What is a migraine? Why migraine happens. Who gets migraines? Treating migraines.

Botox For Migraines!

Not Botulism, Thank Goodness

When you read botulinum toxin type A, our guess is the first thing you think of is botulism. Actually, botulinum toxin type A is the scientific name for Botox, that wonder drug that flattens out wrinkles like a miracle. The latest news from the wide and wonderful world of science is that this drug, originally designed for cosmetic use, can help prevent some types of migraines and has now been approved by the FDA to treat chronic migraine headaches in adults.

Chronic Migraine Headaches - Proper Diagnosis is Critical

Migraine headaches can leave a sufferer limp and disabled after an attack. They can be debilitating, throbbing and pulsing pain through the head, making just opening the eyes a herculean event. Migraines affect about 12 percent of Americans, including children. People who suffer with chronic migraines have to deal with this kind of pain for half of every month. Obviously, the condition has profound effects upon family life, work, and social life, which is why a variety of effective treatments are important to have available.

Even more important is having the headaches properly diagnosed. Many times people self-diagnose their headaches as being frequent migraines, but not chronic. They underplay the events and underestimate the profound effect they have on them. Consequently these people self-medicate using drugs that provide quick, but temporary relief from the pain rather than getting a qualified diagnosis from a headache specialist. By having such a diagnosis, these people can avail themselves of treatments that are better and more effective than drugs that work temporarily.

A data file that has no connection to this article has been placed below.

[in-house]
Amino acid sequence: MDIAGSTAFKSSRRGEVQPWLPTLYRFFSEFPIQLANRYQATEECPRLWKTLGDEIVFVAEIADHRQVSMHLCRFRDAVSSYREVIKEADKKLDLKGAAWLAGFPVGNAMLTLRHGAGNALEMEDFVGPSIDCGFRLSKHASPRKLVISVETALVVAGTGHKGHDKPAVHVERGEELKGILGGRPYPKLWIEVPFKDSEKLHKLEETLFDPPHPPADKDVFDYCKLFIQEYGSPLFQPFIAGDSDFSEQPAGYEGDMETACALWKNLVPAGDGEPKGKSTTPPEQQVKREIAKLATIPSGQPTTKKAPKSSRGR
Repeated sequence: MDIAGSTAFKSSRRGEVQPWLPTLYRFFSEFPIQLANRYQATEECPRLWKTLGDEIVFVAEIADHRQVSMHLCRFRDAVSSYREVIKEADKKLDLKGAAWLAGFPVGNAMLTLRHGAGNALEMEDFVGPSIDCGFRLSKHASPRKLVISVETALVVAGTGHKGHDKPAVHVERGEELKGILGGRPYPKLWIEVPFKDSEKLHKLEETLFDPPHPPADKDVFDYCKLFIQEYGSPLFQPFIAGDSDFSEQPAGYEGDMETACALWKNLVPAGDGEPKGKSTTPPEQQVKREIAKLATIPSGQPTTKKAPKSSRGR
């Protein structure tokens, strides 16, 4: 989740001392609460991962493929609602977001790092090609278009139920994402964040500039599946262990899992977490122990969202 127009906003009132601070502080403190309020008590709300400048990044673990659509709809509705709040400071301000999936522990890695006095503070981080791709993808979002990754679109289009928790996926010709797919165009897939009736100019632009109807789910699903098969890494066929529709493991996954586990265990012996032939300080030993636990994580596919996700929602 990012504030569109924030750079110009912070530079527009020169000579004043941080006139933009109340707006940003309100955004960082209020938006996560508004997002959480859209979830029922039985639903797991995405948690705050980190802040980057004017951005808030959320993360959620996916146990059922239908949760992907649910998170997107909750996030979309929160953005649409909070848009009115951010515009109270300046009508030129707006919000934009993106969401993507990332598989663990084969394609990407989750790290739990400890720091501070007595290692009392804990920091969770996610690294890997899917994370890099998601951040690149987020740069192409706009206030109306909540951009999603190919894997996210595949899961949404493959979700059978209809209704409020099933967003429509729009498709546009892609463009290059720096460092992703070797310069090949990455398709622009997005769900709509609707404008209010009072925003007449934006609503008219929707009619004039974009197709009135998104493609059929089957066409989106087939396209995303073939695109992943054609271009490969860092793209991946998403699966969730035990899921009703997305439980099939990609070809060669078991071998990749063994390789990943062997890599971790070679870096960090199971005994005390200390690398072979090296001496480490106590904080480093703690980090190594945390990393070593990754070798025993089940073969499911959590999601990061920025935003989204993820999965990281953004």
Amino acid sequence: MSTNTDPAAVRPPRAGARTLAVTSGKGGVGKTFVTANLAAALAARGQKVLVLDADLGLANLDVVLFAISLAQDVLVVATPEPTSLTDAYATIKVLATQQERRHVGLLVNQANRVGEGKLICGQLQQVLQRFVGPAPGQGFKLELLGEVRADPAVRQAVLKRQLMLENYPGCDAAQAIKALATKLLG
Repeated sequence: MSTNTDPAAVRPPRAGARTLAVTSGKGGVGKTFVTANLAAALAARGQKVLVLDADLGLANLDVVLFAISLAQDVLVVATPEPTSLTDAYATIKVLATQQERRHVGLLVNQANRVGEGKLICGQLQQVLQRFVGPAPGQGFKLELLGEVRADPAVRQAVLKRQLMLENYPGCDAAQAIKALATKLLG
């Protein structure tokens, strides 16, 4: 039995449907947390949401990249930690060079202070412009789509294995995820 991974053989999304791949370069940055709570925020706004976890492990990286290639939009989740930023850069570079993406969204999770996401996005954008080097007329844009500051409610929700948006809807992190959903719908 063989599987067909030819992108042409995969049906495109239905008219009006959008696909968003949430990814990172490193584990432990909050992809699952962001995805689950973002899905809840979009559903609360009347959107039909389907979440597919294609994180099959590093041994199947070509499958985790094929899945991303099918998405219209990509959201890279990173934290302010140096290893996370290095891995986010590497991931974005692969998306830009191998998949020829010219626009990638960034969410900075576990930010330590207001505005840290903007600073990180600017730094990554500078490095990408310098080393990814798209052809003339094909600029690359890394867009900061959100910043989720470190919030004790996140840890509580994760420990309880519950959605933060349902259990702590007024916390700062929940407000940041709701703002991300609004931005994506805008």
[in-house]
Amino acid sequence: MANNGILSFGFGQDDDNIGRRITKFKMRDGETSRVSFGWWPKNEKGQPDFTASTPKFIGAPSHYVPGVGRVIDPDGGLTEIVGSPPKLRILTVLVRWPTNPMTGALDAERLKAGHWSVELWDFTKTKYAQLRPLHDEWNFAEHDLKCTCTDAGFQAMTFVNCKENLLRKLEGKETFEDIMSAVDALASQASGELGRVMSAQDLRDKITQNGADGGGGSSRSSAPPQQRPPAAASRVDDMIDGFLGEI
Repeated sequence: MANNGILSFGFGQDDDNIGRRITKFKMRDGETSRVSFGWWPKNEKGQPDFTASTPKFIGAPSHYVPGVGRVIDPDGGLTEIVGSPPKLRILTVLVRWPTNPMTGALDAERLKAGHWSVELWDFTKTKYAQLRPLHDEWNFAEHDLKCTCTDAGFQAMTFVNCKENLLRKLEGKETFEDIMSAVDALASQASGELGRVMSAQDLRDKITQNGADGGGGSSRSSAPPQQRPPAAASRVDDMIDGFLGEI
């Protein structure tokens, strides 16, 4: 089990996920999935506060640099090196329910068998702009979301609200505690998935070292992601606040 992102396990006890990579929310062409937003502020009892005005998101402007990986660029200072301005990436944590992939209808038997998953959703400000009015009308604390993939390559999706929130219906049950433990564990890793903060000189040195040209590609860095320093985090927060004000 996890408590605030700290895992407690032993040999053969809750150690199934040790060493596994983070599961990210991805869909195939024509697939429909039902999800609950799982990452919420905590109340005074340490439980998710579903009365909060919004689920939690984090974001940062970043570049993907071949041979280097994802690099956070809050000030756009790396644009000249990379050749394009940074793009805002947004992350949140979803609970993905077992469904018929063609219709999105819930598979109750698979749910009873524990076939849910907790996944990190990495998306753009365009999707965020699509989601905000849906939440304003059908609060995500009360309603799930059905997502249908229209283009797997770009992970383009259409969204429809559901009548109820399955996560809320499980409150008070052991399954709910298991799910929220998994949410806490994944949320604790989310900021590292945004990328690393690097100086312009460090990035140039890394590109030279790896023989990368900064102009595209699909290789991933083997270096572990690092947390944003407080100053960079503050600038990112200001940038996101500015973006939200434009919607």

Botox Treatments for Headaches

Treatments using Botox are given at 12 week intervals in the form of multiple injections (31 to be exact) into seven specific sites around the head and neck, in order to dull future headache symptoms, according to the FDA. The maker of Botox says that the treatment should last up to three months when injected at labeled doses in the recommended areas. The FDA also recommends that people who want to use this treatment confer with their doctor first to determine if the treatment is suitable for their particular situation.

It's Works - It Also Has Side Effects

The maker of Botox, Allergan Inc., made a statement saying that the FDA's approval applies to people with chronic migraine headache, which it defined as a "distinct and severe neurological disorder characterized by patients who have a history of migraine and suffer from headaches on 15 or more days per month with headaches lasting four hours a day or longer."

Two studies, involving a total of 1,384 adults in North America and Europe, were the basis of the FDAs approval of the use of Botox for migraines. The studies, which were published in the March 2010 issue of Cephalalgia, reported that people treated with Botox experienced a major decrease in the frequency of headache days.

Of course, as with any drug, there are side effects. In the case of Botox, neck pain is the most common adverse effect reported. A box warning has also been placed by the FDA on the anti-mirgraine drug warning that the effects of the botulinum toxin may spread from the area of injection to other areas of the body, causing symptoms similar to those of botulism.